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Mars - Fact and Myth

Except for the Moon, only Mars has a surface that we can discern from the Earth. Mars is never very large. Even at its closest we see something no bigger than a basketball a mile and a half away. Imagine some writing on that basketball in a shade of brown that almost matches the cowhide of its surface. View this ball through plate glass smeared with petroleum jelly (the effect of the Earth's atmosphere) and you get an idea how hard it is to make out details on the surface of the planet. Yet since the time of the first telescopes this is exactly what astronomers have been trying to do.

Not all features on Mars are hard to see. The polar areas are distinctly lighter in color - not quite a white but a light shade of pink. We have watched them grow and recede with the seasons on Mars. The poles are so thin that the evaporate at the pole warmed by the Sun and freeze at the pole facing away from the Sun.

One puzzling feature is a a darker area near the center of the planet called Syrtis Major which has been alternately visible and then hidden for months at a time. At first this was attributed to growing season on Mars, but oddly the darkest periods occurred when Mars was warmest when you would expect plants to bloom. We discovered how you could hide something as large as the United States when we sent the first spacecraft to the Red Planet. Mars has far too little moisture (water, ammonia or carbon dioxide) to have substantial clouds, but it has more than enough dust. Warm seasons are the times when winds increase to high enough velocities to raise a planet wide dust storm. Once started, these storms can last many months.

We faced such a dust storm which started shortly after Mars passed particularly close to Earth this summer. Countless visitors to Frosty Drew Observatory were greatly disappointed that the image of Mars in our telescope was almost featureless. We displayed a series of photographs showing the storm begin in the middle latitude and quickly spread across the entire surface. We actually had our best views of the planet in the Spring long before Earth passed close to Mars. In 2003, Mars will make the closet approach to Earth in tens of thousands of years. I know that many people will arrive expecting a wonderful view of Mars in the August and September of 2003. I hope we won't disappoint them, but once again Earth will be passing Mars during the warmest time on Mars when the winds pick up and may start another dust storm.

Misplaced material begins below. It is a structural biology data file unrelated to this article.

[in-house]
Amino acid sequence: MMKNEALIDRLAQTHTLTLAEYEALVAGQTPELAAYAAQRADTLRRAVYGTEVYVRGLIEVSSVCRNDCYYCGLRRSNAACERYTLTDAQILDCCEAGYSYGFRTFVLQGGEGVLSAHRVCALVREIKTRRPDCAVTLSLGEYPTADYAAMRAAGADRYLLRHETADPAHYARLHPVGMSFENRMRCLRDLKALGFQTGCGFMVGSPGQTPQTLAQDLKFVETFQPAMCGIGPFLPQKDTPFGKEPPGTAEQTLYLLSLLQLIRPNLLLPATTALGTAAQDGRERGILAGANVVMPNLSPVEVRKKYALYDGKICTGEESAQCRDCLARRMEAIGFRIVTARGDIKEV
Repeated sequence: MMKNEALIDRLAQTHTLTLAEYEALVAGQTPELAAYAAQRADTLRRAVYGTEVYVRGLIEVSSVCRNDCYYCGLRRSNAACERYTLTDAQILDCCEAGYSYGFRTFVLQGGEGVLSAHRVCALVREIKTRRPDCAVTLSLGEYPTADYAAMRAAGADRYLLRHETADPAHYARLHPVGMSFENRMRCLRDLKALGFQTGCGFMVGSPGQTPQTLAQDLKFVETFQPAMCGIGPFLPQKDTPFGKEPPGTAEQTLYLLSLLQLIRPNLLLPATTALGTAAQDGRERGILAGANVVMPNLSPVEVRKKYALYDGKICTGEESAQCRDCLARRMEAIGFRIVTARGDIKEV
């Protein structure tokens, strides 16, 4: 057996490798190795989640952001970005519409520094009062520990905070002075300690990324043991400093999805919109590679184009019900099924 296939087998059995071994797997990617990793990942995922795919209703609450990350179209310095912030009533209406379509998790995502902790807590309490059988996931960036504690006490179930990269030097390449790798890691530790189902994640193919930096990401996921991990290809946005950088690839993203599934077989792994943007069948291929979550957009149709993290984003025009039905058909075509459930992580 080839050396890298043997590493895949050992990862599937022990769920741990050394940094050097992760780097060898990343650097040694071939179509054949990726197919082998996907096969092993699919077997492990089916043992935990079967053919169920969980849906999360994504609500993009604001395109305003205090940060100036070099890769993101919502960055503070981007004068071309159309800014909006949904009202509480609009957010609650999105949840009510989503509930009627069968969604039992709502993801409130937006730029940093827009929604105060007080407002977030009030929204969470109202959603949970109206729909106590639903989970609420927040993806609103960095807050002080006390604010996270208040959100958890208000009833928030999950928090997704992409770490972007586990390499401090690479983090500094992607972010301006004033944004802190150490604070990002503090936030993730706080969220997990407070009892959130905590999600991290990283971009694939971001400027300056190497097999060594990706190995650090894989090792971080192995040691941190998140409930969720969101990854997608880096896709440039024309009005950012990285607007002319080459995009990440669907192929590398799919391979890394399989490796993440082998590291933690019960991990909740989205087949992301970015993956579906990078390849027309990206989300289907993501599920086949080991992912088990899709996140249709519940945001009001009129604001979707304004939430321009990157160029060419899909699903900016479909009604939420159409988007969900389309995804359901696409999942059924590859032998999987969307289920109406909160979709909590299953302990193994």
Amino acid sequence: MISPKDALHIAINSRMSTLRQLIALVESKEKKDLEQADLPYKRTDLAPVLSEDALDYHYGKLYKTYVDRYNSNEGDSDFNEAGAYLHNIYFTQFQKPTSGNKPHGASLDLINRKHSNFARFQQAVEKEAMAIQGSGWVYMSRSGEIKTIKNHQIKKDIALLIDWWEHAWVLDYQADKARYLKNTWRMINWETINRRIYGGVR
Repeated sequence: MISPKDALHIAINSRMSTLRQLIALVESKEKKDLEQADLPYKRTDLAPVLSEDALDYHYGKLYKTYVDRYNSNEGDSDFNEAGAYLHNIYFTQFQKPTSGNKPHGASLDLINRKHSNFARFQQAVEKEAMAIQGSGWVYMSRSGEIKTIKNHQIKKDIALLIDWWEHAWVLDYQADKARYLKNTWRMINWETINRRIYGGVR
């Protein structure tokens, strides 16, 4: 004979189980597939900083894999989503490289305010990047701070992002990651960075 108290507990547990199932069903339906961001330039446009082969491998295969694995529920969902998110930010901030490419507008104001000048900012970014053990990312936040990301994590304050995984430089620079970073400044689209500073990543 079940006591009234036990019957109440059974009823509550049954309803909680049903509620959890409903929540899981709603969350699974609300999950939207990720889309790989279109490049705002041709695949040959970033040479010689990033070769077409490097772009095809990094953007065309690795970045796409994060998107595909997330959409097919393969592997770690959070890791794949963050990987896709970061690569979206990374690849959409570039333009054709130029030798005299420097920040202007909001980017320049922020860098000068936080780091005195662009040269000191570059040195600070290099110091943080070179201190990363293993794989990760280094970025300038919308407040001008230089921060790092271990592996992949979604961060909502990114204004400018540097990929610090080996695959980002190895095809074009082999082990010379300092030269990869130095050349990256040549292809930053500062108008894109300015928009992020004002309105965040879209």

Nothing excites interest in Mars more than the possibility of life. We certainly haven't excluded the possibility of simple life forms like bacteria but the Barsoom of Edgar Rice Borroughs and the "canali" of Giavanni Schiaparelli will never come to pass. How could generations of observers come to believe they saw "canals" on the surface. Perhaps the most reasonable explanation is the human eye itself. If you stare at something which has overlapping shades of the same color (reddish brown) the eye attempts to make borders between the regions. Since most of the best observing was done at the eyepiece until color film became adequate in the middle of the 20th century, we "saw" regions connected by lines. Spacecraft saw something quite different, large meteor crates, extinct huge volcanos and upland areas darker than other areas on the planet. There was much to be seen, but no indication of higher life forms.

The Roman Mars and his Greek counterpart Ares was the mad god of war. Unlike Minerva/Athena who only championed just wars and self defense, Mars provoked war simply to cause suffering and chaos. He was all too willing to change sides if this would lengthen a conflict. His companions were the Four Horseman of the Apocalypse - Fear (Deimos) Loathing (Phobos), Plague and Famine. Of all the major Olympian gods, few stories featuring Mars come down to us. Even when he did appear in major epics such as the Illiad, he was always secondary to other gods and goddesses in spite of the devastation he created. He is the last in a long line of principle gods. Perhaps the fact the his great grandfather [Uranus] and his grandfather [Saturn] shared a wife (Gaia) and that his mother (Juno/Hera) and father (Jupiter/Zeus) were brother and sister created this inbred monster of a god.

Leslie Coleman
Leslie Coleman
Entry Date:
Dec 1, 2001
Published Under:
Leslie Coleman's Columns
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